Right before the interview. Be natural in your interviewing, this comes from practice and genuine empathy for your subject. Make sure you have some quiet time with your subject before you jump into the interview. This is easier if you can work with a partner who sets up the camera and sound (and lighting if you are using lighting instruments) while you sit down and talk with the interviewee about how things are going to roll.
Interruptions. Depending on your stylistic choices, if you are going to redirect or interrupt interviewees let them know this in advance, and try to make it conversational and organic. Listening. Listen actively and carefully to make sure answers can stand alone. This gets easier the more you interview. You are also listening actively not only for what you want, but what the interviewee is really saying, don’t rush to the next question, if you don’t have something complete or coherent, ask the question again, or take another angle on the same question. It has been my experience than very often the second time around the answers are more coherent. This, of course, depends on the nature of the interview.
Practice active listening: Getting deeper: try gentle “And…” and “Yes, go on…” and even silence. Specific details. Avoid vague and general questions. Ask for details, specifics, examples, etc. as this makes the interview more interesting. In most cases you not only want stories but specific details that bring the story to life. Interviewee’s gaze. Ask interviewee not to look at the camera unless you are doing first-person address (discussed in the next section).
Context & visuals. Showing people in their own environment is often my preference, some people are better when they are walking around their own space and talking to you, the walking and talking interview can be very effective, especially with artists and craftspeople who work with things. Don’t forget to cover the environmental context with visuals, a.k.a. B-roll, this illustrative footage, can be very important. B-roll is not merely cutaways to cover jump cuts, your story should be driven by elements that help move your story forward in a visual manner. Ultimately, documentary video is a visual medium. Images should drive the story while the stories interviewees tell provide emotional connections, help bring us into the story, but all in a visual context. Timing of specific questions. Start with factual questions and keep the more intimate or emotional information for later when the subject is more comfortable with you and relaxed and with the situation.
Multiple replies to a question facilitates editing. Try to cover each issue in more than one way to give you the ability to cut in and out of the interview in order to tighten the material. Let people talk at their natural pace, avoid too many interruptions, but for important things you want to cover again, circle back and ask the question again in a different way or ask for expansion.
Delicate issues. To get into a delicate area, you can use the devil’s advocate approach, for example, saying “some people would say there’s nothing special about the river dam project” and let the interviewee respond… Another way to get into a sensitive topic is to start with a general question and then ask for specific examples.
Silence. Don’t be afraid of silence, a moment of silence between questions serves two purposes. First, in some situations, it’s the best way to get more from the interviewee. If you allow some moments of silence after an interviewee has finished answering a question, look at them, approve with your gestures, but be quiet for a moment, they might be thinking and go into something else. Second, even if the moment of silence does not result in any follow-up or additional materials, your sound editor (or yourself if you’re editing your own sound) will appreciate having little pieces of room tone that match closely what was said. While most production books talk about recording 30 seconds of room tone at the end of an interview, since ambient noise often changes over time, I’ve discovered that recording room tone an hour later yields a very different sound, and most often the pieces of room tone I end up using when I edit are those moments of silence after a question has been answered.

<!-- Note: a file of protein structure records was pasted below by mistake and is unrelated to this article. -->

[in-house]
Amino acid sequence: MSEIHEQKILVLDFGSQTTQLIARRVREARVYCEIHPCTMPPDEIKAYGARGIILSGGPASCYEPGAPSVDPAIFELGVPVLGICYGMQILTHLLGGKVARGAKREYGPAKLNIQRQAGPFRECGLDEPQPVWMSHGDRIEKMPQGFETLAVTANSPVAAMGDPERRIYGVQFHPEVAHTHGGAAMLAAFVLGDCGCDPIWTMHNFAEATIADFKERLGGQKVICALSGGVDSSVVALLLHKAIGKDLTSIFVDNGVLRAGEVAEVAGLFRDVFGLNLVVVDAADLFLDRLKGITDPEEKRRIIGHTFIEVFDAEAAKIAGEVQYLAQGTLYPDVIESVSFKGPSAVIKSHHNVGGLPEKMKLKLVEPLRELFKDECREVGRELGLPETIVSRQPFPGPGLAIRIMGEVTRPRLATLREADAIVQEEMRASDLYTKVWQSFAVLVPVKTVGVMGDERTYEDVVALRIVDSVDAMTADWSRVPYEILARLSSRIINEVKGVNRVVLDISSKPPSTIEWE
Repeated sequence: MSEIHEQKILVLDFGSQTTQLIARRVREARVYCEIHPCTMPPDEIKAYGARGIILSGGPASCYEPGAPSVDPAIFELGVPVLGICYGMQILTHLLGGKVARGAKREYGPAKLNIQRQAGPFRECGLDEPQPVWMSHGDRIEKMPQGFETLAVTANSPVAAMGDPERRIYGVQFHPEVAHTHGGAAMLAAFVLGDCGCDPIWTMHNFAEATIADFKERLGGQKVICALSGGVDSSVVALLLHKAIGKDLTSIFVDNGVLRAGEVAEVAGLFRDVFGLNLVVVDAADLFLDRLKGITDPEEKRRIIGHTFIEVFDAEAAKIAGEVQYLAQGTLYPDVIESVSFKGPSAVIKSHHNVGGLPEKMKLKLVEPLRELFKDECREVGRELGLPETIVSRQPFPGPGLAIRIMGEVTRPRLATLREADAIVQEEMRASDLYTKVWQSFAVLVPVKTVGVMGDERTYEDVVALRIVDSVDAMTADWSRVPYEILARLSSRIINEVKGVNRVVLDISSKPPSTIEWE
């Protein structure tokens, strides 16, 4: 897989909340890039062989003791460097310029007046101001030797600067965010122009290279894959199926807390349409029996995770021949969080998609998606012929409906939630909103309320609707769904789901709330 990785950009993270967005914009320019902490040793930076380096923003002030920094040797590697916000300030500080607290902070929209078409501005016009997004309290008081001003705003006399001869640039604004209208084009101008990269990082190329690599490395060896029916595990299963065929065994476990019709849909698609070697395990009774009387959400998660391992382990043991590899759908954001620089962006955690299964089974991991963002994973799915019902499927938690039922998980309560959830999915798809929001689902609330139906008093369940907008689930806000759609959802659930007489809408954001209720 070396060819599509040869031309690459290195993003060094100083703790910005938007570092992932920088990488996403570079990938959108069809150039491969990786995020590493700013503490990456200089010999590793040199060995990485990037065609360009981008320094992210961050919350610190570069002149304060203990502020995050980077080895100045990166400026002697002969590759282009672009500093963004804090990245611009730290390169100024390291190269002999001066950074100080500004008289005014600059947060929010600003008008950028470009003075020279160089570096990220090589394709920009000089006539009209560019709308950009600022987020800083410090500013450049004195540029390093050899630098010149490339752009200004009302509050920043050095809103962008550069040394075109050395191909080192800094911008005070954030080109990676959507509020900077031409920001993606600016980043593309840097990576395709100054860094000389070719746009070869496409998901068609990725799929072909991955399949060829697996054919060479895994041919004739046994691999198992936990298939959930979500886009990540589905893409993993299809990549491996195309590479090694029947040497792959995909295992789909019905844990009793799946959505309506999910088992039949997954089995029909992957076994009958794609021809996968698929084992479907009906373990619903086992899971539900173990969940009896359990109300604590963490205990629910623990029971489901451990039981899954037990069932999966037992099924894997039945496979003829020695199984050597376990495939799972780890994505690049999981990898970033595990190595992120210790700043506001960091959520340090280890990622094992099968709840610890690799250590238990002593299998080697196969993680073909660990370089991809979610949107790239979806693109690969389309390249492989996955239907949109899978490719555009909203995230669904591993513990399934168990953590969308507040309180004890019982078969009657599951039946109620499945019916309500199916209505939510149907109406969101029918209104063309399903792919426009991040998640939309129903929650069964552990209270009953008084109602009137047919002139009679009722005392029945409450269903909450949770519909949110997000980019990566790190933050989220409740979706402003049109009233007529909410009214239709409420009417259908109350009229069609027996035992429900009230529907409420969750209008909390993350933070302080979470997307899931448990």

Winding down. As the interview beings to wind down and you feel you’ve gotten all that you need, I suggest you ask: “is there any question I should have asked that I’ve not asked today?” Sometimes people will go on a whole other tangent that relates to something important to them, and sometimes this is great footage, other times people have nothing to add. But just in case your subject has been wanting to say something, give them the chance, it may turn out to be what you needed for the interview.
Discourage interviewees from editing themselves. It’s important to remind your subject that they should not edit themselves, and that you will cut out any “bad bits” and it’s your job in the editing to take the best parts of the interview and make sure they end up “looking good” or coming across as “credible.” In all cases, you should be empathetic and respectful to your subject, you want to bring out the truth and the best in people, unless you are doing an adversarial interview. Even then, you have to find what you like in the person, otherwise, you’re not going to get a good interview with your subject, as they will sense where you’re coming from.
A good story bares repeating. Sometimes you want to go around and get he most compelling stories a second time. It’s my experience people repeat themselves and most of the time tell stories quite well a second and third time, often in a more concise manner. It also depends on the specifics of the project and what the person is like on camera. I will often ask people if they can clarify portions of a story that was particularly compelling, and shoot this retelling in a different framing. This allows me to later intercut the versions as needed in order to compress the story in editing, and the shot variety is nice to have too.
Positive acknowledgement. Always acknowledge what was successful about the exchange at the end of the interview. Be positive and thankful, yet don’t lead your subject to believe they are going to be in the documentary. If they ask, explain to them that the interview was successful, but it’s eventually up to the editor what ends up in the final documentary, but express you’re happy with what you’ve got. Basic respect is key in managing the relationships with your subjects, many of whom you’ll end up developing relationships with over time.